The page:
Nova Energy uses co-generation technology to increase energy efficiency at commercial and industrial sites and is one of the largest owners of co-generation plants in New Zealand.
Co-generation involves the combustion of natural gas to create electricity, with the waste heat from the combustion process utilised to provide process steam or hot water. Co-generation plants have a fuel usage efficiency of up to 80%, which well exceeds the efficiencies of 30–55% achieved by conventional thermal electricity generation plants. Having onsite co-generation provides improved security of supply; reduces loss from transmissions and is energy efficient using technology that equals or exceeds international best practice for minimising greenhouse gas emissions.
The Whareroa co-generation project is an example of Nova Energy's ability to provide a total energy package for New Zealand industry.
Fonterra’s Whareroa site at Hawera collects up to 14 million litres of milk a day from across New Zealand. It produces the largest volume of dairy ingredients, from a single factory anywhere in the world. Aside from milk, the single most important element in the Whareroa operation is a highly efficient and reliable supply of energy.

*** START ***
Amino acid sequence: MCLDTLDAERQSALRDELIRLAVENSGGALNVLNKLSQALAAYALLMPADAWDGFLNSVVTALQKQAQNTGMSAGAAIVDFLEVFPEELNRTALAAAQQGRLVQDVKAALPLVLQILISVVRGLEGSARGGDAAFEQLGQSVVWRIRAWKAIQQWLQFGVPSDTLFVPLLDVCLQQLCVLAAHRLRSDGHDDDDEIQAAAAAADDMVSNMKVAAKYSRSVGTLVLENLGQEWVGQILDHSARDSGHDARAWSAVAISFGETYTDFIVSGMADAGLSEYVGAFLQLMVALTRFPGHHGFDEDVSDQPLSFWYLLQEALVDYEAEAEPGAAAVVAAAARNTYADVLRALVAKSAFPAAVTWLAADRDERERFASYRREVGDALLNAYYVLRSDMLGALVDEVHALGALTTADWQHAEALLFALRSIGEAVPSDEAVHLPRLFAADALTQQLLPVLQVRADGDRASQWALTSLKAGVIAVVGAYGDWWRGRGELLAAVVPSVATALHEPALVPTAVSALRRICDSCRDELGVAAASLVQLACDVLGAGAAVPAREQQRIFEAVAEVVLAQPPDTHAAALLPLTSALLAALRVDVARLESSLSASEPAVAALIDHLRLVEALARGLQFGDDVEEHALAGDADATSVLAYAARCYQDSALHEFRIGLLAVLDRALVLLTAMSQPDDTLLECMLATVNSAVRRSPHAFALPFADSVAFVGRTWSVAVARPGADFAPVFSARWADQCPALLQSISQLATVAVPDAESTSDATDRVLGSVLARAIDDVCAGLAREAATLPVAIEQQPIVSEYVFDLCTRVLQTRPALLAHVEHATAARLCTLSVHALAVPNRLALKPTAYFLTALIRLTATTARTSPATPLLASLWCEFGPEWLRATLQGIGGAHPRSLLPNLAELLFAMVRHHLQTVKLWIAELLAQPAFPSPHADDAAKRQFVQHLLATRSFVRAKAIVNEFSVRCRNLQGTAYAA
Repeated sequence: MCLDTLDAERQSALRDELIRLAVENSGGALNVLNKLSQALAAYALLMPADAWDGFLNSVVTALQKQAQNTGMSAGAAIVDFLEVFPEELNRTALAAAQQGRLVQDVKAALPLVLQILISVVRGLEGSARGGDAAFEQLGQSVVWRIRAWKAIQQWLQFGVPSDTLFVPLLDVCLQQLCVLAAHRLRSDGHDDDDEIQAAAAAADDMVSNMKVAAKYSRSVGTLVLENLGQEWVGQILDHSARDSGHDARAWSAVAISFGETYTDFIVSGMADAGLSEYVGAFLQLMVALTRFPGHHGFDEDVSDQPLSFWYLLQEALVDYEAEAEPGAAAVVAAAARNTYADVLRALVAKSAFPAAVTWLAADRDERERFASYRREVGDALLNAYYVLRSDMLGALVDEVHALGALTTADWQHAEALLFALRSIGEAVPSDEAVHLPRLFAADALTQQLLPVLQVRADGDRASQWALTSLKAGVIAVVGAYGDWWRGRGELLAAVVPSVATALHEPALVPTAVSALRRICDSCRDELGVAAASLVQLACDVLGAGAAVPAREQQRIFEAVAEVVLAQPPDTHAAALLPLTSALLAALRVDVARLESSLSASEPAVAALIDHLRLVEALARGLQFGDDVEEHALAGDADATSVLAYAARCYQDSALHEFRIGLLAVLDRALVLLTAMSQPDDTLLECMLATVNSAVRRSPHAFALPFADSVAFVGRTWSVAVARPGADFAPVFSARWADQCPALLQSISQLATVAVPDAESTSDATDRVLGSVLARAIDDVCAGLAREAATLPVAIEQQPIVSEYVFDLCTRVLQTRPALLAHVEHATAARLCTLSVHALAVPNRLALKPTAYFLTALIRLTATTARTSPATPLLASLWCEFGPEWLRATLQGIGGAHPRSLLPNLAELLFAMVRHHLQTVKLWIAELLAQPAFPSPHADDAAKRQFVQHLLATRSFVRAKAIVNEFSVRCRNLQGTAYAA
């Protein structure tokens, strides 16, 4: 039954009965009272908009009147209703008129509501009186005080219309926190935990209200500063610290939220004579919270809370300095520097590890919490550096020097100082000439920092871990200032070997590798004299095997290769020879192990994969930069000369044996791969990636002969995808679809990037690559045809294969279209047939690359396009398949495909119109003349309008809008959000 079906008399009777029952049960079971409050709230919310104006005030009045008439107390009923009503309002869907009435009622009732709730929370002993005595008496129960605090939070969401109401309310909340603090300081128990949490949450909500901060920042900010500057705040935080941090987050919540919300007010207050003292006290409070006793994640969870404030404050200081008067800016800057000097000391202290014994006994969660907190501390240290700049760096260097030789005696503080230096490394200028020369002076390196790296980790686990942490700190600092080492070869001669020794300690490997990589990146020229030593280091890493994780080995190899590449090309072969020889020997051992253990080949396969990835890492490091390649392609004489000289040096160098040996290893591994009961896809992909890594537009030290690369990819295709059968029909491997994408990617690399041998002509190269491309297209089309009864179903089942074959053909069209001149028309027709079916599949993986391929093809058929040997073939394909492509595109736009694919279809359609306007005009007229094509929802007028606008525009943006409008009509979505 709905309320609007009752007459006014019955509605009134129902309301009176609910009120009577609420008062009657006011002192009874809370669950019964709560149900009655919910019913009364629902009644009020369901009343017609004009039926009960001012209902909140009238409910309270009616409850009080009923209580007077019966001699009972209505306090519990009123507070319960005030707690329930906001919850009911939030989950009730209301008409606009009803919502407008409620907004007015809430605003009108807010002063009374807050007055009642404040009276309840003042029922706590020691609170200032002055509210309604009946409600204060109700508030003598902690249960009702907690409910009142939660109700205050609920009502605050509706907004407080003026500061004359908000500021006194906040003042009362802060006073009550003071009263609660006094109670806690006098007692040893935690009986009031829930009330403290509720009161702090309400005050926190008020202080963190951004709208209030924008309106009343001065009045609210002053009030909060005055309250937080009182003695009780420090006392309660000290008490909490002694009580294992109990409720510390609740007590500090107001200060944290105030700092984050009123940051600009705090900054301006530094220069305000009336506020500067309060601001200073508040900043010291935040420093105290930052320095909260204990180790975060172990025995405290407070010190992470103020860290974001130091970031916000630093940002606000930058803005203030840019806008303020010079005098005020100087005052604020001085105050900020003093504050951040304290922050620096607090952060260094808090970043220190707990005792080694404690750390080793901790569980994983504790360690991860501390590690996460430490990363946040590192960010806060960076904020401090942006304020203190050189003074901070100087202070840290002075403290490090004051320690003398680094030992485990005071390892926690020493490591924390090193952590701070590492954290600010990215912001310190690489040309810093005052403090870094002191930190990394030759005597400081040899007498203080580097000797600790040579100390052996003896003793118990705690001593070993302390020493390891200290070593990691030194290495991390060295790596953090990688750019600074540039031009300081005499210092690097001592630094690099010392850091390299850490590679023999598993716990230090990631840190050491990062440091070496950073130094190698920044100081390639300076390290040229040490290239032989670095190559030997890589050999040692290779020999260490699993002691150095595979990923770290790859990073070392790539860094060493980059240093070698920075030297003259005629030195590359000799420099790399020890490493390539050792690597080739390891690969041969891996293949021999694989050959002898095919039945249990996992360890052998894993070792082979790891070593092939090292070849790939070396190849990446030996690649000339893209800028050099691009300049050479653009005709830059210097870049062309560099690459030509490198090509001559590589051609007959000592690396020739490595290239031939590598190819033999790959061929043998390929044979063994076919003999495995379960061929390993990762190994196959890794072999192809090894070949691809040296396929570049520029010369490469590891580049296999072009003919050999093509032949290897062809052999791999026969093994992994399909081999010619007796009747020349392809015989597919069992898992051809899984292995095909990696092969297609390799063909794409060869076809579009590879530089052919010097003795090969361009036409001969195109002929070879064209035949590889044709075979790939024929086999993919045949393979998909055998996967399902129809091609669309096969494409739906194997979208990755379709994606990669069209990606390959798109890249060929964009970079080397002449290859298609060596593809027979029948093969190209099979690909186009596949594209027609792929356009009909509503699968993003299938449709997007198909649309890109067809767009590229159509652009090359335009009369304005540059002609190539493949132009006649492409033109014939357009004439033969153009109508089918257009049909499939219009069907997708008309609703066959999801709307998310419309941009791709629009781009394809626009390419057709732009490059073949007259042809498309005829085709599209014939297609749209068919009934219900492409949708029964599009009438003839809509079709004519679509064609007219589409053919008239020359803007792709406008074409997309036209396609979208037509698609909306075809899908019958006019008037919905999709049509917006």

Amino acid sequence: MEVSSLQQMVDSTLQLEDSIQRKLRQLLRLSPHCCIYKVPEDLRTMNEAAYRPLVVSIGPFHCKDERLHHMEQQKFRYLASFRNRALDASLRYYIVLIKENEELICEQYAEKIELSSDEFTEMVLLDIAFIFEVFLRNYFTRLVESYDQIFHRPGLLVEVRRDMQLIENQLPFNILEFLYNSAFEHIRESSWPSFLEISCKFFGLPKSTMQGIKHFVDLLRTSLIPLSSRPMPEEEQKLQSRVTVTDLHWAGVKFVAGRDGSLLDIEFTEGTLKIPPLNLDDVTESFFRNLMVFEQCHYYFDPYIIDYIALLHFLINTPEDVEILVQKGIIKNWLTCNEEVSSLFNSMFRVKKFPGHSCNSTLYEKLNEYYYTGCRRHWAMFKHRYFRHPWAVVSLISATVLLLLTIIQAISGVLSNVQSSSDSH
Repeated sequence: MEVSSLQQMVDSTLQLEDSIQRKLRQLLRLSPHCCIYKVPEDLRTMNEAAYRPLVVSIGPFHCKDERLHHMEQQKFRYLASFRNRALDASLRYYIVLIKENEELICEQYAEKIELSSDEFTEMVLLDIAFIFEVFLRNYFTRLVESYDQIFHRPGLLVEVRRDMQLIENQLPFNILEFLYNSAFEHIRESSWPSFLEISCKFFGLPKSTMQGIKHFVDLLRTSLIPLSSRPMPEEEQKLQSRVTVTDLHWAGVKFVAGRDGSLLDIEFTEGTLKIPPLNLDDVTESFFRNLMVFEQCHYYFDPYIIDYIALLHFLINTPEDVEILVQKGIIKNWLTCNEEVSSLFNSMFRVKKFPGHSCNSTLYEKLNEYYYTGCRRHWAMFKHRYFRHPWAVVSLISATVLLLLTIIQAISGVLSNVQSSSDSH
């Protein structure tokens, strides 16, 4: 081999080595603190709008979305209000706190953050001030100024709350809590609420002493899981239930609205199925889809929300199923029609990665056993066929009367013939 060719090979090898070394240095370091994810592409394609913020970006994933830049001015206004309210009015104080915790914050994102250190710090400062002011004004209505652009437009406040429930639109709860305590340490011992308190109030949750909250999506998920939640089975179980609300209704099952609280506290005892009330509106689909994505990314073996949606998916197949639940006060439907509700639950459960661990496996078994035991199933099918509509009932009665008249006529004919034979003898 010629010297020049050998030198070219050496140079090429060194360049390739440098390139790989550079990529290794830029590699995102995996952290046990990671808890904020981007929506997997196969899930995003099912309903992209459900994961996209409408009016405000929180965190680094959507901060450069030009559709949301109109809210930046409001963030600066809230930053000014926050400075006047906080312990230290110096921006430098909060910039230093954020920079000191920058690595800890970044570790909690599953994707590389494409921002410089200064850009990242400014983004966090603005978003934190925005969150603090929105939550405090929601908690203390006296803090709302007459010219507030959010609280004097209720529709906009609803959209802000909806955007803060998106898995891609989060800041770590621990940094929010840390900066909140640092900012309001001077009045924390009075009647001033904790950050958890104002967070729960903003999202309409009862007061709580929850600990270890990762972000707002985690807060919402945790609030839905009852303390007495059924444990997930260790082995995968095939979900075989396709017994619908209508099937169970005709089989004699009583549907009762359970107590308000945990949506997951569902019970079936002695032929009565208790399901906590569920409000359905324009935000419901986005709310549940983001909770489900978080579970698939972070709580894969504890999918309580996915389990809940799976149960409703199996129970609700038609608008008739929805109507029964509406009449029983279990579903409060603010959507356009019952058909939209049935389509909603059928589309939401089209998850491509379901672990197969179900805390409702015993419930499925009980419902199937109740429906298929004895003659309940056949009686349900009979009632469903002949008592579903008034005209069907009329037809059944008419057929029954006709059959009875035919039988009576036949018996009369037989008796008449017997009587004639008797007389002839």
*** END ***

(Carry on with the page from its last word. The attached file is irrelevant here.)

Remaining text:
Fonterra sought a company with the insight to understand its energy requirements and with the expertise and resources to meet them.
What Fonterra needs is steam - a million tonnes of it a year - and enough electricity to power a city the size of Napier. What Nova Energy has is gas. The marriage between the two is a gas-fired co-generation plant that supplies all of its electricity.
A specially constructed 22 kilometre long pipeline transports 5 petajoules of gas a year (2½ times as much as used by the whole of Wellington city) to the plant - as well as supplying other Nova customers with gas along the way. The co-generation plant produces 380 GWh of electricity a year.
Exhaust heat from the turbines is channelled through giant heat exchangers to produce steam - enough to meet the needs of the Whareroa Factory. And in the off-season, when steam demand is lower, the surplus is diverted to a steam turbine to generate further electricity which feeds into the national grid.